Link | Posted on Feb 21, 2017 at 22:23 UTC
On article What is equivalence and why should I care? (2363 comments in total)
In reply to:

JohnGl1: Thanks a lot Richard for all these explanations. However, il I read you well " two images, taken with equivalent apertures and the same shutter speed, will have the same depth-of-field, the same amount of diffraction and very similar noise levels, when viewed at the same size" So, in this real life equivalent situation, which is a fair way to compare cameras, FF has no special advantage, contrary to what seems to be demonstrated in your article on the effect of sensor size. Of course, if you use the same f number for two cameras, say FF and micro 4/3, then it's obvious that the FF camera will gather much more light. Did I get the point ?

That's exactly right.

You're correct, no sensor size has any inherent advantage over another, until you're able to put a physically larger aperture in front of it to capture more light. (And using the same F-number on a larger sensor would be a physically larger aperture).

I'll try to clarify that point over on the other article.

Link | Posted on Feb 21, 2017 at 21:09 UTC
On article The effect of pixel size on noise (109 comments in total)
In reply to:

Irakly Shanidze: Physics here is very simple. One pixel does not care how much light the whole sensor gets. All it cares about is what it personally gets to deal with its own signal/noise ratio.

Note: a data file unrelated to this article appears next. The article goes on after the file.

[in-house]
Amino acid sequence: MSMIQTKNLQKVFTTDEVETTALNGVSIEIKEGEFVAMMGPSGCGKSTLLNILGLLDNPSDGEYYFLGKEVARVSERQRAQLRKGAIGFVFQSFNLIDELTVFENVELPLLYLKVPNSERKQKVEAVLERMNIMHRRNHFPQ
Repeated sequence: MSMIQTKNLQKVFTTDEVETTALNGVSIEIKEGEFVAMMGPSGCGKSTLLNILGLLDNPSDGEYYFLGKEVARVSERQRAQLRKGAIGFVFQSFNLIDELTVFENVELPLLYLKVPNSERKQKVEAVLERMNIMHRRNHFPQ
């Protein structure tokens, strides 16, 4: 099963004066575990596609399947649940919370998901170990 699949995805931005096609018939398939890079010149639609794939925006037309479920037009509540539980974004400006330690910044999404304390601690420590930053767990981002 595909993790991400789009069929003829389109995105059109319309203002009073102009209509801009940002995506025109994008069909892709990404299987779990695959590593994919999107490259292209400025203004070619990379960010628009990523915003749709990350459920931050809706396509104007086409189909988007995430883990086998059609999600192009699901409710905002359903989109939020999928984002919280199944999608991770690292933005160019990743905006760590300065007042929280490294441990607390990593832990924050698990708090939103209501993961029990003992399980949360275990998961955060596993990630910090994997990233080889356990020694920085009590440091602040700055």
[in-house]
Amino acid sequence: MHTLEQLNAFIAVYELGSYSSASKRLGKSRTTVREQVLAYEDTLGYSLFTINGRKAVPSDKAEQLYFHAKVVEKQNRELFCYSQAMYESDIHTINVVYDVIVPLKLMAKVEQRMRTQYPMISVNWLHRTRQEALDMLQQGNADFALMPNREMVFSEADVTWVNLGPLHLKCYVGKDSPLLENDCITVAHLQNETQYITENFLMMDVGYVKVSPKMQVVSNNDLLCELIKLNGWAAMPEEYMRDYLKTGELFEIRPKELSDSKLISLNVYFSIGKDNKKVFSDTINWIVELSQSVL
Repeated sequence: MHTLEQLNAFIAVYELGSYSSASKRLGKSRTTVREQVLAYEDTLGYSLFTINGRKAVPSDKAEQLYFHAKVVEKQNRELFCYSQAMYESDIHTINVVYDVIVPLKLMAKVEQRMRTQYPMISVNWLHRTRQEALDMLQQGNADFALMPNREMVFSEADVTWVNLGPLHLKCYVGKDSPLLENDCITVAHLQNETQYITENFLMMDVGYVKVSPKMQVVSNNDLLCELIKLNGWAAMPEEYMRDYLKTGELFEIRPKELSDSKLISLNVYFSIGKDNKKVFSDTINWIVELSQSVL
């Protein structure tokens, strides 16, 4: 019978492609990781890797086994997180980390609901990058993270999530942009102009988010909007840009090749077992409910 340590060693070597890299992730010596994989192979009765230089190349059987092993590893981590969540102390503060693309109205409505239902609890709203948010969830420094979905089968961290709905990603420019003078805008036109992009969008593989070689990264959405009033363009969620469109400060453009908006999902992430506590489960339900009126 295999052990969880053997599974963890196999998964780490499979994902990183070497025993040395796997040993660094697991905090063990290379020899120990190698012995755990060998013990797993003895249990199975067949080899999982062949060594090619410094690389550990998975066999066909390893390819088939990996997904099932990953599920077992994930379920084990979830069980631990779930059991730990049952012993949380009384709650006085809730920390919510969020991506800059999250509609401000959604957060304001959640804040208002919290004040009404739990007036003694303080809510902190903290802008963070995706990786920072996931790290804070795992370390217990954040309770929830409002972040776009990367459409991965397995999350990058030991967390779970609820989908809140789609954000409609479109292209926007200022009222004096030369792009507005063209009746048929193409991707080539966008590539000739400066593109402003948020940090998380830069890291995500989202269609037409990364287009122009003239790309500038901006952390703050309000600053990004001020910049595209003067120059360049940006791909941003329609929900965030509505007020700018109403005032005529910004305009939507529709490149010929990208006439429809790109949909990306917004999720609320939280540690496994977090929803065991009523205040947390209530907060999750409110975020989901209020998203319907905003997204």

Yes, you observe something that is real (there seems to be more noise on a smaller sensor with the same size pixels), but misinterpreting this result. The amount of noise is the same PER PIXEL, but since the resolution is less, there is less useful information PER PIXEL. Another words, the noise is not more, it is larger compared to the image itself, that is why the picture looks noisier. Not because there is less light on the sensor.

I'll read it again when I get a moment: you're the first person to mention that interpretation.

The statement: 'a smaller sensor will have access to less light, for a given exposure, than a large sensor' does not mean, nor does it imply that 'a small sensor *needs* more light for the same exposure.'

Link | Posted on Feb 20, 2017 at 23:22 UTC
On article The effect of pixel size on noise (109 comments in total)
In reply to:

Irakly Shanidze: Physics here is very simple. One pixel does not care how much light the whole sensor gets. All it cares about is what it personally gets to deal with its own signal/noise ratio.

Yes, you observe something that is real (there seems to be more noise on a smaller sensor with the same size pixels), but misinterpreting this result. The amount of noise is the same PER PIXEL, but since the resolution is less, there is less useful information PER PIXEL. Another words, the noise is not more, it is larger compared to the image itself, that is why the picture looks noisier. Not because there is less light on the sensor.

The whole article is talking about image-level analysis, that's precisely why it shows the pixel-level similarities before showing what happens when images are scaled to the same output size.